Look at this cutie! He is adorable and really just the best baby anyone could ask for. He is also responsible for my writing hiatus.
I’m sure all of you other moms are familiar with the post-partum fog. Somehow you remember to keep everyone alive and transport them to wellness check ups, but you can’t seem to remember when the last time you showered was.
So here is my public apology to all of you. Readers, friends, family, acquaintances…. I apologize for not texting you back, honoring commitments, staying awake during a conversation…
It’s so interesting how every pregnancy is different. Four kids in and I don’t think I have had this level of anxiety. Something in between the baby blues and postpartum depression. I’ve been told this is commonly known as postpartum anxiety. Heck, maybe it’s just regular anxiety. Generic, Aldi-brand anxiety.
I know, I know. This is the part where you say, “Of course you have anxiety, you have FOUR kids.” I’m telling you, it’s really not the amount of kids you have. Er, I have. It’s something else somehow. The kids are pretty standard as far as kids go. The oldest two are pretty self-sufficient now, the baby is adorably sweet and not terribly needy. The three year old is definitely in the terrible threes but that’s also standard.
The anxiety seems to stem from a feeling of always failing at something. I recognize now that this feeling has been there all along, lingering underneath the surface since I was a child possibly. The theme of being pretty decent at a whole lot of things but not actually being great at one thing. Just too many balls in the air for a very long time. I’ve really always been that way and I truly enjoy always being busy and trying different things. But combatting the sinking feeling of failing at various minor things has reared it’s ugly head viciously more recently. And more pointedly, at child rearing.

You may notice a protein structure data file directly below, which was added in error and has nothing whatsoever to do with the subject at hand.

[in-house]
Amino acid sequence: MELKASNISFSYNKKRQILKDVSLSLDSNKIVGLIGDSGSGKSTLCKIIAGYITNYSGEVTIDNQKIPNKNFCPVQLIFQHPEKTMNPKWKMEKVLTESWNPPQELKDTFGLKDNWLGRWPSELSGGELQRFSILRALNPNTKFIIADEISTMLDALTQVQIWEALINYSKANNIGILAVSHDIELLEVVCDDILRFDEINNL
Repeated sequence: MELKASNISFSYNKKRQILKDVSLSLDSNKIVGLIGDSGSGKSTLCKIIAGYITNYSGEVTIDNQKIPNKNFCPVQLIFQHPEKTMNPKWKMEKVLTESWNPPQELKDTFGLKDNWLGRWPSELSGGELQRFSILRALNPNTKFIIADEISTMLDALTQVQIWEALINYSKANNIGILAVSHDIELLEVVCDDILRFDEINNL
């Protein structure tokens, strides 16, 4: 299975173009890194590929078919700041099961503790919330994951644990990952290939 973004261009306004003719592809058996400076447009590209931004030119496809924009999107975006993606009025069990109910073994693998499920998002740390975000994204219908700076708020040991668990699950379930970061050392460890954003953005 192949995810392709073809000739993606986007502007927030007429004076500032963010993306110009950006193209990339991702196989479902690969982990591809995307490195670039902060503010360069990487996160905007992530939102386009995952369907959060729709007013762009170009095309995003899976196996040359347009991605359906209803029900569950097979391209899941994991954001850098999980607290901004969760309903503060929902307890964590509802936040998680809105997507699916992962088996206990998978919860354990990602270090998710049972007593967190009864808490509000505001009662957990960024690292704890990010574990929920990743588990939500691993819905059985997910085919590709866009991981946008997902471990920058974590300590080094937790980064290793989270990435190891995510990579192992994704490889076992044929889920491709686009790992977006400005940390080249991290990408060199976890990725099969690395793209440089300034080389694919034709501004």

Thinking I am a parenting pro at this point in my life, it was strange to wonder why I couldn’t sleep due to the constant stream of “what ifs.” I was all of a sudden very concerned with whether Ollie was going to make it through the night, if he would stop breathing in his car seat while I was driving, if he had a terrible disease that we had yet to uncover. If you yourself as a mom (no matter how many children you have) have found yourself unable to sleep due to worry of both rational and irrational fears, you may too have post-partum anxiety. Of course I am not a doctor, but speaking to someone about how you are feeling can be more helpful than you could imagine. As moms we tend to talk to ourselves constantly and it’s hard to keep yourself in check. The thoughts can become more irrational and manic, especially when combined with lack of sleep. If the constant stream of thought starts to become crippling and leads to a more severe fear of leaving the house and maintaining relationships, a higher degree of intervention may be needed.
Regardless, just know you are not alone. You aren’t abnormal, and it’s very important to start the conversation about it with someone supportive.
Since my brain has an automatic Devils Advocate feature, there is still the rational side always counteracting the anxiety. But, the mental ping pong has led me to feel a lot more exhausted than I am used to.
Long gone are the days of us going on a new adventure every day / weekend. Crafts, play dates, etc. I simply could not muster up the fortitude. As most of you know, that is very uncommon for me. I despise sitting around at home and watching the house get destroyed. I would much rather be out exploring with the kids. Every weekend I dread (and then regret) not performing our normal activities.
The up side to all of this is that I feel myself slowly pulling out of it. Not completely, I still stress about the baby for no legitimate reason but I think I am getting little pieces of the old me back. I’m sure little man appreciates a mom that is fully keyed in and not so worried about things out of her control that she misses the special moments that are oh so fleeting.